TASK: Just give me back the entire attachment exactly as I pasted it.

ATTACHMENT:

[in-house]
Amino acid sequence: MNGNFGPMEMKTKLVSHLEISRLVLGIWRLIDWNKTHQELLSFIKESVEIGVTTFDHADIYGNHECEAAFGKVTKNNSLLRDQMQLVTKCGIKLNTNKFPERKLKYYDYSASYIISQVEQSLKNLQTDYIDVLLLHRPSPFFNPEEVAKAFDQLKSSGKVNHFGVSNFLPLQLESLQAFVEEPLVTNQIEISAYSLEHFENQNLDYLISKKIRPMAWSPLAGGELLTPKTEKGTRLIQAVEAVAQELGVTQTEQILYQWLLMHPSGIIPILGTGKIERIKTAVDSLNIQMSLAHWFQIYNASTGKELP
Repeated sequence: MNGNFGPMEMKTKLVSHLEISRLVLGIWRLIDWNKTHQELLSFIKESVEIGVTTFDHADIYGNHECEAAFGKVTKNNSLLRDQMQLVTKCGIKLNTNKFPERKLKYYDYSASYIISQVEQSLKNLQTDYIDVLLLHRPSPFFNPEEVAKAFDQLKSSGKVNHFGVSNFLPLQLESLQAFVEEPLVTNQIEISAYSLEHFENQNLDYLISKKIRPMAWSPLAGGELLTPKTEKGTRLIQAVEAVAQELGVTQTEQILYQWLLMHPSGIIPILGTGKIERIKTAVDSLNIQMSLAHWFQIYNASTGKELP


[in-house]
Amino acid sequence: MNGNFGPMEMKTKLVSHLEISRLVLGIWRLIDWNKTHQELLSFIKESVEIGVTTFDHADIYGNHECEAAFGKVTKNNSLLRDQMQLVTKCGIKLNTNKFPERKLKYYDYSASYIISQVEQSLKNLQTDYIDVLLLHRPSPFFNPEEVAKAFDQLKSSGKVNHFGVSNFLPLQLESLQAFVEEPLVTNQIEISAYSLEHFENQNLDYLISKKIRPMAWSPLAGGELLTPKTEKGTRLIQAVEAVAQELGVTQTEQILYQWLLMHPSGIIPILGTGKIERIKTAVDSLNIQMSLAHWFQIYNASTGKELP
Repeated sequence: MNGNFGPMEMKTKLVSHLEISRLVLGIWRLIDWNKTHQELLSFIKESVEIGVTTFDHADIYGNHECEAAFGKVTKNNSLLRDQMQLVTKCGIKLNTNKFPERKLKYYDYSASYIISQVEQSLKNLQTDYIDVLLLHRPSPFFNPEEVAKAFDQLKSSGKVNHFGVSNFLPLQLESLQAFVEEPLVTNQIEISAYSLEHFENQNLDYLISKKIRPMAWSPLAGGELLTPKTEKGTRLIQAVEAVAQELGVTQTEQILYQWLLMHPSGIIPILGTGKIERIKTAVDSLNIQMSLAHWFQIYNASTGKELP